40 Years of Clean Water Act Accomplishments and Outline a Vision for the Future

Thursday, October 18, 2012 - 7:08am

Yes, 40 years ago, the Clean Water Act was enacted.  The Clean Water Act (CWA) is the primary federal law in the United States governing water pollution. Passed in 1972, the act established the goals of eliminating releases of high amounts of toxic substances into water, eliminating additional water pollution by 1985, and ensuring that surface waters would meet standards necessary for human sports and recreation by 1983.

“The Clean Water Act changed our waterways and our business for the good, and for generations,” said DC Water General Manager George S. Hawkins. “The questions of what progress looks like for the next 40 years and at whose expense it should be funded are not simple to answer, but answer them we must.”

“"People don't realize what a difference the Clean Water Act has made in their lives. The fact that they can boat, swim and fish in waterways that previously were considered threats to public health is a direct result of this critical legislation,” said Jerry N. Johnson, General Manager/CEO, Washington Suburban Sanitary Commission. “As we move forward, planning should take into consideration the most critical impairments first rather than a siloed approach, which is only responsive to regulations rather than the needs of the water body and the population it serves.”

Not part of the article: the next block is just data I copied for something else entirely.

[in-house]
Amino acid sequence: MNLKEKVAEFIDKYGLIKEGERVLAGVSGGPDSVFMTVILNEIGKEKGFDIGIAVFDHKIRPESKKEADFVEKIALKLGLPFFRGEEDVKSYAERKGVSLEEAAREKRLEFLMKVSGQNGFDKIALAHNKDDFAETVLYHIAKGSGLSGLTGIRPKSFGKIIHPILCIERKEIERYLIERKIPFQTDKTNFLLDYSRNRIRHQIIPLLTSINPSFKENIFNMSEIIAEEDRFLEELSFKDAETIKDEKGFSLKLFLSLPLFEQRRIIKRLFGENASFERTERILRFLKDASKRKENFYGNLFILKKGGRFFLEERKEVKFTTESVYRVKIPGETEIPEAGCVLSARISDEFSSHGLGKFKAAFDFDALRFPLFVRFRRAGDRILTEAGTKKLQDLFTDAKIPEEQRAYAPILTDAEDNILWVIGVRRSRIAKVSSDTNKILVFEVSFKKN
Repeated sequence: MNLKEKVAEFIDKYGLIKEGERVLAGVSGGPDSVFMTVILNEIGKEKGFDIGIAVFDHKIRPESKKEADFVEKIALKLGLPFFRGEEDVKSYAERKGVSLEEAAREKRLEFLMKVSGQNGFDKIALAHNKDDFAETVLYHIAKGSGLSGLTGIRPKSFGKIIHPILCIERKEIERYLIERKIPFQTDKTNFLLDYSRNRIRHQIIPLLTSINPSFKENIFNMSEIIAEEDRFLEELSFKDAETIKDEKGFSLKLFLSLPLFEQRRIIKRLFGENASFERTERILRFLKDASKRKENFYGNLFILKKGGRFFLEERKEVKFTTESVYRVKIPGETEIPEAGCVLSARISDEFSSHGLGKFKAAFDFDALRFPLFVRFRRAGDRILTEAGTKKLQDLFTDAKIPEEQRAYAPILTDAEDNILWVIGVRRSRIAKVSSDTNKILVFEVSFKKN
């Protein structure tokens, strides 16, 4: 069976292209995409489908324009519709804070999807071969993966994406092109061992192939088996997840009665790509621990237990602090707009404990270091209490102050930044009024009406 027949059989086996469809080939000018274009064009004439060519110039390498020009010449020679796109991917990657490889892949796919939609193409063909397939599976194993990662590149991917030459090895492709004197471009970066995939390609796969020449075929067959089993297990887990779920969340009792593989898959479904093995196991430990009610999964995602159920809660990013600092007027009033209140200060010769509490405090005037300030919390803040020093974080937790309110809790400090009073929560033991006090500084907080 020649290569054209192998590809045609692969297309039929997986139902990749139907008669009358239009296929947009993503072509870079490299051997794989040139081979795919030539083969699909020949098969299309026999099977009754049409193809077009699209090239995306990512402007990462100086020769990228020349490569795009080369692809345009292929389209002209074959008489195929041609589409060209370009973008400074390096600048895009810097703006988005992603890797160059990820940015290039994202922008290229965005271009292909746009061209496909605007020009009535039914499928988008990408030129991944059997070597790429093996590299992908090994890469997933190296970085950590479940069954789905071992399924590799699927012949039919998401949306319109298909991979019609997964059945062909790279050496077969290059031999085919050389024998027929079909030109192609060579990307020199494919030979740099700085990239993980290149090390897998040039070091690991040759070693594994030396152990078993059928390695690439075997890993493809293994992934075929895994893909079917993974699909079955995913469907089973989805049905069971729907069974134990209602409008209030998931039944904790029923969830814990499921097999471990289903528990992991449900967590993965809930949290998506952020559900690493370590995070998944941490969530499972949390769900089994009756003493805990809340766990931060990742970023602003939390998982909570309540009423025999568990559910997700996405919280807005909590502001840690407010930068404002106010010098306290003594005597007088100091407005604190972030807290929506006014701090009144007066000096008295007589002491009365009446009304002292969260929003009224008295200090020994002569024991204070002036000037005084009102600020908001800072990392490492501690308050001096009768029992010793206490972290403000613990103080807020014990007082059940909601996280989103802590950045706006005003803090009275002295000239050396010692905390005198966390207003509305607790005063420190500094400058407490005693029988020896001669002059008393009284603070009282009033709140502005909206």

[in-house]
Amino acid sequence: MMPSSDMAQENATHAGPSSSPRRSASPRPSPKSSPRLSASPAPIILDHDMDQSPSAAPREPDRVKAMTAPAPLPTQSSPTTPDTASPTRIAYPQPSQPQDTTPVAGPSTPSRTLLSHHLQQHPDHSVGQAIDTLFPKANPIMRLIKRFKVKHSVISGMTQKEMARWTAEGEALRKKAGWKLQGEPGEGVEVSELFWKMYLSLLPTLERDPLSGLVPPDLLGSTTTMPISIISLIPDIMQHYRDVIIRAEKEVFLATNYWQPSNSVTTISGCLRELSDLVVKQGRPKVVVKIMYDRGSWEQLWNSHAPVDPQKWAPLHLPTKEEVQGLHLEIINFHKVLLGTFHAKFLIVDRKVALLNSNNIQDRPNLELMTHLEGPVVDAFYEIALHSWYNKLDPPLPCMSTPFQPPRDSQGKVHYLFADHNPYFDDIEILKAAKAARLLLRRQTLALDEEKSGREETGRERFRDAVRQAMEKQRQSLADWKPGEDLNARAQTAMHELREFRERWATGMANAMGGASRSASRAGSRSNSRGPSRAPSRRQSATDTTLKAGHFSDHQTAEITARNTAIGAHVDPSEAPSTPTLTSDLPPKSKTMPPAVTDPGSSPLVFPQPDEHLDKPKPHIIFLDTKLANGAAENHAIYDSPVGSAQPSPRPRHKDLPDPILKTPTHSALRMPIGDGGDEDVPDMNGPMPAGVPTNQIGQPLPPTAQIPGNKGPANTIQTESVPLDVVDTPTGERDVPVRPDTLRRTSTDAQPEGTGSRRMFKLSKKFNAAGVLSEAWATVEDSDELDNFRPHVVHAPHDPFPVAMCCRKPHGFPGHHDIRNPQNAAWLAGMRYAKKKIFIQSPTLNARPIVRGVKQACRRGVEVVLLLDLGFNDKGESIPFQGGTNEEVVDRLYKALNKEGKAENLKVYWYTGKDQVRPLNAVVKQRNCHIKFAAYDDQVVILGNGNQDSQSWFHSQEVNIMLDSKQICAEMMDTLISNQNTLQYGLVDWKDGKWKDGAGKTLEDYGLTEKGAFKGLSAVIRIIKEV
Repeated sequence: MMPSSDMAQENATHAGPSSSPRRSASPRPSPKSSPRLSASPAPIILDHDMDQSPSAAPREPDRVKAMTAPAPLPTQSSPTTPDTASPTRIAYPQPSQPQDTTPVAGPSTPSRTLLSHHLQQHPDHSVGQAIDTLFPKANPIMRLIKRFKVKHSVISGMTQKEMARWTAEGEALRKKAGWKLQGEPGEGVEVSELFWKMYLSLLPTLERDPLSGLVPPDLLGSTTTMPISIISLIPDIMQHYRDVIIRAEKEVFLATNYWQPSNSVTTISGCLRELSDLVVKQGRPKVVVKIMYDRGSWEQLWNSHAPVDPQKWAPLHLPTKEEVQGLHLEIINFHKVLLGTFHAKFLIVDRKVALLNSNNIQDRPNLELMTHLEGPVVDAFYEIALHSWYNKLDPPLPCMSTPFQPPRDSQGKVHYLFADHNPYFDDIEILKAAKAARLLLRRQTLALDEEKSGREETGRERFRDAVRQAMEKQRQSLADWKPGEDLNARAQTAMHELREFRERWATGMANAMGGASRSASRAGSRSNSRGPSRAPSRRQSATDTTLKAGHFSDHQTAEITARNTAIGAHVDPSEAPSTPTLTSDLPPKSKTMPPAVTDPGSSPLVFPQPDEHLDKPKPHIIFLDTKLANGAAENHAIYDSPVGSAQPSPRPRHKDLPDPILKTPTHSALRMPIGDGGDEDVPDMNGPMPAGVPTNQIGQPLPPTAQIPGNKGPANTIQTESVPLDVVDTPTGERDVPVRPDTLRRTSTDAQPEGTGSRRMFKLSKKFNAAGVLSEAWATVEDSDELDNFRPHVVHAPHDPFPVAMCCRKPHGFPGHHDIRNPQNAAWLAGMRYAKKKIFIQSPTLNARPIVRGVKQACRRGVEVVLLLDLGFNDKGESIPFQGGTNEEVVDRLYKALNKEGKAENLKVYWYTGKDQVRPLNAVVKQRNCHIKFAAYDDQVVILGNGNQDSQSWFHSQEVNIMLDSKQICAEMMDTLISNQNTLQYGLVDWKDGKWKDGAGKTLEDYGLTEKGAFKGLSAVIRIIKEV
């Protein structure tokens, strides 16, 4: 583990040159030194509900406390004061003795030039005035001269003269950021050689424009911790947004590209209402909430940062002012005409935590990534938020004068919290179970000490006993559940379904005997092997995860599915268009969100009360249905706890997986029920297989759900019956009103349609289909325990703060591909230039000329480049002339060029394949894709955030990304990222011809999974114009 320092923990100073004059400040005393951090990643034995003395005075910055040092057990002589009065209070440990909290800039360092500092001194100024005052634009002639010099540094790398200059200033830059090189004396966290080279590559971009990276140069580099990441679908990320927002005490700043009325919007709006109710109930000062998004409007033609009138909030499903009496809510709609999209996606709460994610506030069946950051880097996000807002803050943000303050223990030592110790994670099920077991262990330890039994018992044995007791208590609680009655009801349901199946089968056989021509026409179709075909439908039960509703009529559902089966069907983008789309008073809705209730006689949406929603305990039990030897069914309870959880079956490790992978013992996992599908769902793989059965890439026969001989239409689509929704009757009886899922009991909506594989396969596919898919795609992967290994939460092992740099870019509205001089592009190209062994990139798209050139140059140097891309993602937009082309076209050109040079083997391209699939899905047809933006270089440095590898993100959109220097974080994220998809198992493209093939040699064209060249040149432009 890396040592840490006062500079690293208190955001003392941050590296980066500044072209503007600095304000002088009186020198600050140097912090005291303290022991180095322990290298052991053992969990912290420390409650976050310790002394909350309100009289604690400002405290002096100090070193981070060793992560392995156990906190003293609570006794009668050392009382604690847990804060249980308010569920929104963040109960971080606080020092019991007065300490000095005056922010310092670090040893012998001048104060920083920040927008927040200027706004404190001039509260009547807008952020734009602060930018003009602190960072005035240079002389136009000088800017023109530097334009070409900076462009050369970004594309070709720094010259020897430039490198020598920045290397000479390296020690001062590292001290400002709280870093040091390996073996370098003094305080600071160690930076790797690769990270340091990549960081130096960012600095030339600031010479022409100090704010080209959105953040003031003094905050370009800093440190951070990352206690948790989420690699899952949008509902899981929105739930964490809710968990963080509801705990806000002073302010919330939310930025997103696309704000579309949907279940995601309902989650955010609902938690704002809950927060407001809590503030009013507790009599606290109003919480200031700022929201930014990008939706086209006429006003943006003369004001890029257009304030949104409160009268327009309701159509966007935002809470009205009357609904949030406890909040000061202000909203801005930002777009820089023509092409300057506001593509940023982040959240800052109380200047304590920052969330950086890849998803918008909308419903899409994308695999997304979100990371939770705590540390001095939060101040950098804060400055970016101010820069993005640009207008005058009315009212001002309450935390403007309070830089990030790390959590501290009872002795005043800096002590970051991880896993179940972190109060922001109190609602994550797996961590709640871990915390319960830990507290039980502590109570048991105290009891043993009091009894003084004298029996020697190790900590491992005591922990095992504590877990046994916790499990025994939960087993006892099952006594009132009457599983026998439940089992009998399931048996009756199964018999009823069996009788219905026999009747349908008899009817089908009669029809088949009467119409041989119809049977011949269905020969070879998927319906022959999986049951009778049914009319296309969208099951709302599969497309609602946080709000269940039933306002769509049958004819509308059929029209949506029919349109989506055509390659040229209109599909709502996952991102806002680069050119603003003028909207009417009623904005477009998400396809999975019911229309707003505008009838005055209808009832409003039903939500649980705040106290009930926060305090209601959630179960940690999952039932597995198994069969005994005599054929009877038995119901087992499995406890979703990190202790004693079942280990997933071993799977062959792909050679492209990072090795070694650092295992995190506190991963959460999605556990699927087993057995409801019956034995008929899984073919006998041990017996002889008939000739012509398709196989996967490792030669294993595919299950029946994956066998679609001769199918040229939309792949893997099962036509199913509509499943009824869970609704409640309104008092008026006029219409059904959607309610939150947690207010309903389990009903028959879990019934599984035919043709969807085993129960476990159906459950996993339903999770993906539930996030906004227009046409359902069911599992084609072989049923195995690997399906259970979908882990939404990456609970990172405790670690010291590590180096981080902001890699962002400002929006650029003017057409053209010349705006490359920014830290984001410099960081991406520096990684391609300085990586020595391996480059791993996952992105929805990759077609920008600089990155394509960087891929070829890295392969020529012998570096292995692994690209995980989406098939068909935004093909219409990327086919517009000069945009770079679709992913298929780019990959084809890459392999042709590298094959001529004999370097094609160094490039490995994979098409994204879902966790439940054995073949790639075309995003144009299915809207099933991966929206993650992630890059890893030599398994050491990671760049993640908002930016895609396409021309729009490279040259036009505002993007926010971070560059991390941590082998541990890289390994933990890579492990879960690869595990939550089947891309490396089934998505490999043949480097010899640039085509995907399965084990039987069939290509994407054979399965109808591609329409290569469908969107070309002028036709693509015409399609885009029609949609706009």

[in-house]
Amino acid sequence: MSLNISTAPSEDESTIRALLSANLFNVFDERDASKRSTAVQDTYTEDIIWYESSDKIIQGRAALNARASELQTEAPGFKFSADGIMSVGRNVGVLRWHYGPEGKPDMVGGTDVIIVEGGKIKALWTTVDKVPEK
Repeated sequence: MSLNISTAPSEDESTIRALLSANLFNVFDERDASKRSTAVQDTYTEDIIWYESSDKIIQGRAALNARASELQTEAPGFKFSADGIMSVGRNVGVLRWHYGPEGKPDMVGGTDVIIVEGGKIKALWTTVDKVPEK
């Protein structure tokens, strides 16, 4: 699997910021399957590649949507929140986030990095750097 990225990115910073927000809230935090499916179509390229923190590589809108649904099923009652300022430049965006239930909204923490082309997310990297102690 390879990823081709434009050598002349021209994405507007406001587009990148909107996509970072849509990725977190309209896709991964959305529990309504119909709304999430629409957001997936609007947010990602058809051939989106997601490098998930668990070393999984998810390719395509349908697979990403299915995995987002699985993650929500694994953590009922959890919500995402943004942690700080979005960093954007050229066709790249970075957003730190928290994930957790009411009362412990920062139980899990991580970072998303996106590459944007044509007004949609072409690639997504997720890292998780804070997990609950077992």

Let's continue to good work to meet those initial goals of the Act!